One thing we can expect in President Obama's State of the Union speech is for him to echo his declaration from last month, "That's the very simple choice that's facing Congress right now. ... Are you willing to fight as hard for middle-class families as you do for those who are most fortunate?"
Yet when it comes to the environment, the president showers favors on the rich while punishing the poor.
During last year's Occupy Wall Street protests, Obama expressed sympathy with calls for more "green" policies from the self-styled advocates for the 99 percent. So far, however, the environmental agenda has overwhelmingly favored the 1 percent.
Consider the Obama administration's subsidies for electric vehicles. To start with, there is the $7,500 credit for the car itself. Add to that the recently expired $1,000 credit for installation of a 220-volt charger.
And on top of these, the government has thrown more than $3 billion at the Chevrolet Volt alone -- which totals out to $250,000 per vehicle. Not only do these credits go to corporate giants like General Motors, they subsidize cars for the wealthy.
The Volt sells for about $40,000, while the Fisker Karma sells for $100,000 -- well above most Americans' price range. That means that the federal government is again working to benefit the rich so they can drive cars that ease their environmental conscience.
And for what? If 6 million wealthy Americans buy these cars, as the president hopes, it will reduce oil consumption nationwide by less than 1 percent.
OK, so Obama's environmental policies are subsidizing the rich, but they're helping the poor, too, right? Wrong. In fact, nearly every environmental policy hurts the poor the most.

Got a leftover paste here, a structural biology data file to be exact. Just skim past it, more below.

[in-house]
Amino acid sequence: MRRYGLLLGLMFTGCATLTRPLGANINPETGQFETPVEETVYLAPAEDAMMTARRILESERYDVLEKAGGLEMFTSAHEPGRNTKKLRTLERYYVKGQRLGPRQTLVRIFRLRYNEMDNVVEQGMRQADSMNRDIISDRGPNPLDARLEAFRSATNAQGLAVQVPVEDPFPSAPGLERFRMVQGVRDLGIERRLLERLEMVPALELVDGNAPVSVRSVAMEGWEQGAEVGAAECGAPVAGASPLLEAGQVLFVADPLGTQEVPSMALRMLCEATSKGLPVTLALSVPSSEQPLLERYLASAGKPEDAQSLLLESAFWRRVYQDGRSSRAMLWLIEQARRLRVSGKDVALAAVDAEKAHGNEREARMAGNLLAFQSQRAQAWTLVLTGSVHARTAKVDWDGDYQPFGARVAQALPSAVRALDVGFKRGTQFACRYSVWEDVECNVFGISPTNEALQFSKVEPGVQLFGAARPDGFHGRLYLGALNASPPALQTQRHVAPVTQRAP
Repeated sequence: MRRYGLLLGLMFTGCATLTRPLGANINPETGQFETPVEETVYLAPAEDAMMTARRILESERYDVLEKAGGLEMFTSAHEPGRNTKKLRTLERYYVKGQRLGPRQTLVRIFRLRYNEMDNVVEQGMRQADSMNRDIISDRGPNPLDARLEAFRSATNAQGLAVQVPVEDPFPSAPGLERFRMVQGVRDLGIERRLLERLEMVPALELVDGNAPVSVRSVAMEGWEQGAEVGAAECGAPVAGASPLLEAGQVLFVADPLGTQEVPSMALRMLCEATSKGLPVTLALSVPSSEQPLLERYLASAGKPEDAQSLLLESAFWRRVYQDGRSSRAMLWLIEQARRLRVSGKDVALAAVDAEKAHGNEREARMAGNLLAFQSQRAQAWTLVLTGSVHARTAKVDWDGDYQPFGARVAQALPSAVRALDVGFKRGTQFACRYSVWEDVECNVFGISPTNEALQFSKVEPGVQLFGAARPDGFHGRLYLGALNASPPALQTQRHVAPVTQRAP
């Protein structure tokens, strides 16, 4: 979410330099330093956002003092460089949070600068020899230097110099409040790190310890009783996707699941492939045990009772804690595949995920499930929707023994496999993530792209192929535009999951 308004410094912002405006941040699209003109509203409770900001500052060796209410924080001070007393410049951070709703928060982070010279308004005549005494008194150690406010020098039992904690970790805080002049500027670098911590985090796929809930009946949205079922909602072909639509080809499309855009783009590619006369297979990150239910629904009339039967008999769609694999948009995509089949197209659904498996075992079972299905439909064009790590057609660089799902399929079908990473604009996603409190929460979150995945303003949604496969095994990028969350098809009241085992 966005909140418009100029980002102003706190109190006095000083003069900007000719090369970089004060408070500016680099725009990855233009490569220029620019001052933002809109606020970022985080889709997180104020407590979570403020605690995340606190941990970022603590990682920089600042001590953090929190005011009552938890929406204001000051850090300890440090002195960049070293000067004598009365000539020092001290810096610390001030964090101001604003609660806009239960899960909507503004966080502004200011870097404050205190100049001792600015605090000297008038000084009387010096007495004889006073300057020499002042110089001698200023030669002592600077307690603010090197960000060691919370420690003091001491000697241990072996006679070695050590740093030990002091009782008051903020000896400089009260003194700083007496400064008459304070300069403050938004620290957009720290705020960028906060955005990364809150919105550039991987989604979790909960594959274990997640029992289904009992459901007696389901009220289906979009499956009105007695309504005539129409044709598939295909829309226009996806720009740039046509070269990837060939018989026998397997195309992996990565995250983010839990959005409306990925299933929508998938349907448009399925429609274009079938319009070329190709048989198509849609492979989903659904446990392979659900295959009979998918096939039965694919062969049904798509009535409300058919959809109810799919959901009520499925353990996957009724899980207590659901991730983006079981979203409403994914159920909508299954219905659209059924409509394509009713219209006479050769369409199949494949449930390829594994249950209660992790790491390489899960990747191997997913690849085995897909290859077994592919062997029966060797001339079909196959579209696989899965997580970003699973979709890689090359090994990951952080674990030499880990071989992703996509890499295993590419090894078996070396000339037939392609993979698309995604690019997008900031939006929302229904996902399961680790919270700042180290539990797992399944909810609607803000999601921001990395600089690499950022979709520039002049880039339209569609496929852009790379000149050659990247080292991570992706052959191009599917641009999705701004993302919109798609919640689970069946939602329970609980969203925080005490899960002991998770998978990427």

Last year, Americans spent more on gasoline as a percentage of their income than they have for 30 years. Yet that hasn't stopped the president, cheered on by his environmentalist allies, from rejecting the Keystone XL oil pipeline or restricting offshore oil permits.
The president's new commerce secretary, John Bryson -- a radical environmentalist who helped found the Natural Resources Defense Council -- has called for even higher energy prices.
In a 2008 panel discussion with New York Times columnist Thomas Friedman and Supreme Court Justice Stephen Breyer, Bryson said, "Take global warming. It's going to cost something to deal effectively with this. Energy prices are going to have to go up."
His comments seemed to have the intended effect on Justice Breyer, who responded, "We better get away from oil. ... Raise the price of oil! Raise it through the roof, and then people will look for substitutes, so I cheer."
It's easy for rich liberals to call for new government programs that increase prices, but it's the poor who bear the real burden. Consider the effect of California's Renewable Portfolio Standard, a major initiative that Bryson championed during his time in California.
California's RPS mandates that utilities use higher-cost renewable electricity, which acts like a hidden tax on electricity. This added cost forces prices upward, because electricity is a major component of every good or service. And the poor spend nearly all their income in a given year, so the RPS disproportionately hurts them.
Bryson understands hidden taxes, too. While speaking at the University of California at Berkley in 2010, Bryson praised President Obama's cap-and-trade energy bill as having "the advantage politically of sort of hiding the fact that you have a tax, but that's what you're trying to do, trying to raise prices of carbon."
Fortunately, cap and trade was defeated, but many other environmental policies -- bans on cheap light bulbs, air emission regulations, and others -- will continue to increase energy prices and harm the poor as long as they remain in effect.
The 1 percent devised these policies, but it's the 99 percent who are paying.